I don’t identify as profoundly, severely, moderately, or mildly autistic, nor as high, middle, or low functioning. Those are words that other people put on me. I don’t think they’re capable of being accurate. I might call myself “severely disabled” because it encompasses all of how I work (not just the parts that pertain to autism) and the degree to which I have a body and brain type that is systematically shut out of society. But just “autistic” is enough, no modifiers needed. The modifiers are put on me by the media, or by people who don’t understand that when I write things that do describe me in that way, I am making a point about how describing people that way influences stereotypes, I am not saying I conform to said stereotypes.

At any rate, if you want to get to know me as a person, stick around. But while I know many people who are like me in a lot of ways, I don’t think you can say that because I share a label with someone we’re identical, or because I don’t share one particular trait with someone that we’re vastly and incomprehensibly different. I don’t like being held responsible for the assumptions people make in this regard, and this page is one more of my attempts to stop that before it starts.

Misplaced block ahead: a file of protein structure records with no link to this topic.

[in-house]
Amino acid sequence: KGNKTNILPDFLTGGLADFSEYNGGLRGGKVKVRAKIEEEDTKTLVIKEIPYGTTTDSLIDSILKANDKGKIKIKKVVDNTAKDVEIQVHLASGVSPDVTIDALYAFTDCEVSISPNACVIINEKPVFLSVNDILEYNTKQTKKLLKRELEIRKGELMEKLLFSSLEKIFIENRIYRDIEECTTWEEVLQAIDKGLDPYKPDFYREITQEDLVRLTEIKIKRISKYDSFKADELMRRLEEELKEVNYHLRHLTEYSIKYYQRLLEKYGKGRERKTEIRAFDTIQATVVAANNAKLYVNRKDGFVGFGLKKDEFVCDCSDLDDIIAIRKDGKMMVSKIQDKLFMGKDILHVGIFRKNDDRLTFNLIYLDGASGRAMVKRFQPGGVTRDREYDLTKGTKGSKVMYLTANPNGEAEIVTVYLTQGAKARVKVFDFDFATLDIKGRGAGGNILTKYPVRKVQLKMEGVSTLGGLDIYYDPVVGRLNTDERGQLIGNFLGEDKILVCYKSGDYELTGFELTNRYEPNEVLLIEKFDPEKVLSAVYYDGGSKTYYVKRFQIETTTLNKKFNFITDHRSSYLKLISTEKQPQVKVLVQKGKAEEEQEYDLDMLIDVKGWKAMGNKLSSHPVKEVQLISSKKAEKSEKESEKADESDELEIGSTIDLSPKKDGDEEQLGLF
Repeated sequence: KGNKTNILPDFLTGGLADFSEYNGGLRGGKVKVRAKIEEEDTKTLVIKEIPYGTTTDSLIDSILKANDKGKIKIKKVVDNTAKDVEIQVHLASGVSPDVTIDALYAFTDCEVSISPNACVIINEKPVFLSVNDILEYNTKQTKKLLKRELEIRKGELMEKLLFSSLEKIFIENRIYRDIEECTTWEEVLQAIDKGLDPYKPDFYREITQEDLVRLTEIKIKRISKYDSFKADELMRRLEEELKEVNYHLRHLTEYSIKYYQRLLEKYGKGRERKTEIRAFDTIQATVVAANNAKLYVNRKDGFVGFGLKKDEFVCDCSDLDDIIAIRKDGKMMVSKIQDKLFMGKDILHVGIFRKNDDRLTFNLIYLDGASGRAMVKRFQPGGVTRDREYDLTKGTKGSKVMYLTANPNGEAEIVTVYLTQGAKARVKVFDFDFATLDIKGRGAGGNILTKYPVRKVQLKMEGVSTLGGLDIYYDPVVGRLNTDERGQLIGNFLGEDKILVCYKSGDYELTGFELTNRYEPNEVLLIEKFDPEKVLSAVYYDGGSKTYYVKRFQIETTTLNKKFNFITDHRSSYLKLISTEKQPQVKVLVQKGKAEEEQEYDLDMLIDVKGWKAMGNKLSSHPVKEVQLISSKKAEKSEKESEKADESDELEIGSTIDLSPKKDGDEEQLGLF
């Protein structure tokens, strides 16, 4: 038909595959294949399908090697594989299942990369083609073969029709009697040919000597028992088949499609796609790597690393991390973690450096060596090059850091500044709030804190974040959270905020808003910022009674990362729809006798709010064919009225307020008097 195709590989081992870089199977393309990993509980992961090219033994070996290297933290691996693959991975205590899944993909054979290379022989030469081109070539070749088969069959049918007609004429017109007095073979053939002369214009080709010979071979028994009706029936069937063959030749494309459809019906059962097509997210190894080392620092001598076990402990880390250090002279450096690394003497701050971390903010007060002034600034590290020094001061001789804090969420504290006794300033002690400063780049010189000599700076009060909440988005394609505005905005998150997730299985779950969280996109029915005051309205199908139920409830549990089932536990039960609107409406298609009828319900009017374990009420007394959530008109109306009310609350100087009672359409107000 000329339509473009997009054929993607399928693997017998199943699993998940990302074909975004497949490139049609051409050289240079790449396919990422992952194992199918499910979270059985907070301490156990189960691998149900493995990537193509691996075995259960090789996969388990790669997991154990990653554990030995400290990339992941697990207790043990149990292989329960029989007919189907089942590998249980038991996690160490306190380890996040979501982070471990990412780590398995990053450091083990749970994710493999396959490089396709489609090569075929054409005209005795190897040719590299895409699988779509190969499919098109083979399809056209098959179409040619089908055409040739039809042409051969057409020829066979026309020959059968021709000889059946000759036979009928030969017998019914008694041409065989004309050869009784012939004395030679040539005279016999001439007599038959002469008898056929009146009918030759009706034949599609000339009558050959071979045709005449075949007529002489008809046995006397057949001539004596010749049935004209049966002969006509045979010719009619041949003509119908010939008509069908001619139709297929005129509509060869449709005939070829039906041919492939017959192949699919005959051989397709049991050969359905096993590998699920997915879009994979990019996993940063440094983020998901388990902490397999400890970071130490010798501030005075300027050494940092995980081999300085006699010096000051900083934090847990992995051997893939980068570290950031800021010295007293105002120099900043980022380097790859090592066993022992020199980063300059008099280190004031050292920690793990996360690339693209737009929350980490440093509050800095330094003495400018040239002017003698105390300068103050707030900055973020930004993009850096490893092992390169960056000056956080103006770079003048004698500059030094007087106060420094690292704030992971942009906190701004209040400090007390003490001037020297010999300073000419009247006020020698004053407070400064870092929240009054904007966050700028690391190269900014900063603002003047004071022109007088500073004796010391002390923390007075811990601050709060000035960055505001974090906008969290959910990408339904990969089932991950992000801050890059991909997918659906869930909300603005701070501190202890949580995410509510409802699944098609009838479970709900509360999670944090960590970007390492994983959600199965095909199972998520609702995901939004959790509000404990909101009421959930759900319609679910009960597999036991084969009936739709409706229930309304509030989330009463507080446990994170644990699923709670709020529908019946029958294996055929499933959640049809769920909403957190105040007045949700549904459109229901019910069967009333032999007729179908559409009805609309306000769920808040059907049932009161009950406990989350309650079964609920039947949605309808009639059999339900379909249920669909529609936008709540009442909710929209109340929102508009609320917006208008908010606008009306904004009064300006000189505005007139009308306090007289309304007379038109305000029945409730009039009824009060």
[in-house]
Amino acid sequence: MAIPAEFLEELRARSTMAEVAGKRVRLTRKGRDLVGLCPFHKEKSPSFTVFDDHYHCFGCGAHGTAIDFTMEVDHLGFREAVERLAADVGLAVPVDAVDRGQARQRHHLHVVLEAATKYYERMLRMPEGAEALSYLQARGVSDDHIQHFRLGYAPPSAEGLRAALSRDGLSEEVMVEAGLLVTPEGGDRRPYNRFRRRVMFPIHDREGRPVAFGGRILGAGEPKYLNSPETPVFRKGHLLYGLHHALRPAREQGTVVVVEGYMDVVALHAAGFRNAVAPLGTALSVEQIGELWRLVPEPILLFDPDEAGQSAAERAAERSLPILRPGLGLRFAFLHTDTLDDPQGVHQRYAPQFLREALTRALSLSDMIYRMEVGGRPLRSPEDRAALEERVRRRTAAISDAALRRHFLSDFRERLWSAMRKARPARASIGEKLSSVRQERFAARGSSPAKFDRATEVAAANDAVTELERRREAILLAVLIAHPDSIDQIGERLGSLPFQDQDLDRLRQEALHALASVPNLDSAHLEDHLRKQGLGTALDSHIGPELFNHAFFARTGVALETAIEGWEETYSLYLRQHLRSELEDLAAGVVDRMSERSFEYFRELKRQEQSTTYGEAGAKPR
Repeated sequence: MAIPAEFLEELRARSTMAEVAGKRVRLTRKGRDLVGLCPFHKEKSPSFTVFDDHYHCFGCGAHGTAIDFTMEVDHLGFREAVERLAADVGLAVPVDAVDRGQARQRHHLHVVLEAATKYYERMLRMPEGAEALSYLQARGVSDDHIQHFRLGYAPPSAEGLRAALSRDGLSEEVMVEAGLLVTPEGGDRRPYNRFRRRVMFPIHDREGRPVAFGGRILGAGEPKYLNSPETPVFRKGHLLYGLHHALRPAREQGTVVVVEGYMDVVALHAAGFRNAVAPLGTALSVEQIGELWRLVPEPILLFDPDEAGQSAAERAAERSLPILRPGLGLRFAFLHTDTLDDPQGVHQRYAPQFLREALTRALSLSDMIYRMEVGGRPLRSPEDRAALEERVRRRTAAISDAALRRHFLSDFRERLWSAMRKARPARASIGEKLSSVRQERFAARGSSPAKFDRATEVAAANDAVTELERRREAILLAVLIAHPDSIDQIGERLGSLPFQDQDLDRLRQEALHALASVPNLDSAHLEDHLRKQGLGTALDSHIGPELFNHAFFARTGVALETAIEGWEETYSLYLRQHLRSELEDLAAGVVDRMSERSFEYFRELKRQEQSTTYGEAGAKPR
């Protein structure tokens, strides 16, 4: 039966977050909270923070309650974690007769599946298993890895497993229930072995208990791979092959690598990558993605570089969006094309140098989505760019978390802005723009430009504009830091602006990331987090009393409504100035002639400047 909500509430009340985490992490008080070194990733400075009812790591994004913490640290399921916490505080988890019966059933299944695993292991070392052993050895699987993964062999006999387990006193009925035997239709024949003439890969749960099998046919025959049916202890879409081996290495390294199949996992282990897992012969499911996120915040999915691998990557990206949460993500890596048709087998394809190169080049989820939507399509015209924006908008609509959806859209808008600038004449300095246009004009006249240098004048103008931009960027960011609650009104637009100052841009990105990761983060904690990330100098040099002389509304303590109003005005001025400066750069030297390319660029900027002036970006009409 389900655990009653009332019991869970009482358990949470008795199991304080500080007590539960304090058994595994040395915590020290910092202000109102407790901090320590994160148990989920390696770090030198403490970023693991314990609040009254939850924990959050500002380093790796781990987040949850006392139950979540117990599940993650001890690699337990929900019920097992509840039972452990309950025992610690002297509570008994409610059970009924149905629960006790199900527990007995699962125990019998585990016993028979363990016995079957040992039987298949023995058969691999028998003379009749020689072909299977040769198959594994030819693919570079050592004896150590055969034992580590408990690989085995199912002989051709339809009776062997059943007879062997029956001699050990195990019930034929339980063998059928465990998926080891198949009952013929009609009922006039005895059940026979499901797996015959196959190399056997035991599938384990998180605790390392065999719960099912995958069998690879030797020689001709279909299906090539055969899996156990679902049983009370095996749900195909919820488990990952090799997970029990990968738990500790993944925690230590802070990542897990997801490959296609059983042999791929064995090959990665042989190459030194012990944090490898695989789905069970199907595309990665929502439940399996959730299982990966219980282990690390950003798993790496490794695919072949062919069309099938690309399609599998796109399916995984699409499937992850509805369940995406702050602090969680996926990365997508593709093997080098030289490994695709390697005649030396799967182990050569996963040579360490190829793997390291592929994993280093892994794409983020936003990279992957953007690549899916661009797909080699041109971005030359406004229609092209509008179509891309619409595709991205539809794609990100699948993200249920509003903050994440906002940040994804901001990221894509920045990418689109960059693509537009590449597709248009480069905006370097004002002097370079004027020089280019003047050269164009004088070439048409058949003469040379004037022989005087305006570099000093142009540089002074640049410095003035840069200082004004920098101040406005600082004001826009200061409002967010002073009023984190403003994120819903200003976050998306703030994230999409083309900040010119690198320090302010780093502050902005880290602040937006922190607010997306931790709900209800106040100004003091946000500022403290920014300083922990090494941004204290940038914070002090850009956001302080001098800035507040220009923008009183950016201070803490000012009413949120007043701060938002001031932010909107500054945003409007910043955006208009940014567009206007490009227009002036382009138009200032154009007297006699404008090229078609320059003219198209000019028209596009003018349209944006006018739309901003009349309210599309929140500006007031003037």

And in addition to all the other stuff, I’m also a (former) Californian (hate to admit it, but I did grow up with the weirder cultural influences of that state, up to and including bombardment with bizarre new age crap that would be considered nonsensical just about anywhere else), an artist, a (possibly bad) poet, a woman, a lesbian, a cat-lover, a mental-widget-hater, a keen observer of what’s around me, what I consider to be a freeform dancer, a former mental patient, a photographer, a baker, and a person with a deep love of humanity and the way it fits into the world in general. None of these things can be put into a nice tidy little category or forgotten just because I have other labels too.

Comments from when this was a page not a post:

  1. Philip says:

    November 17, 2007 at 11:22 am

    I like the ways you describe yourself in the final paragraph. Most especially as being a person with a deep love of humanity.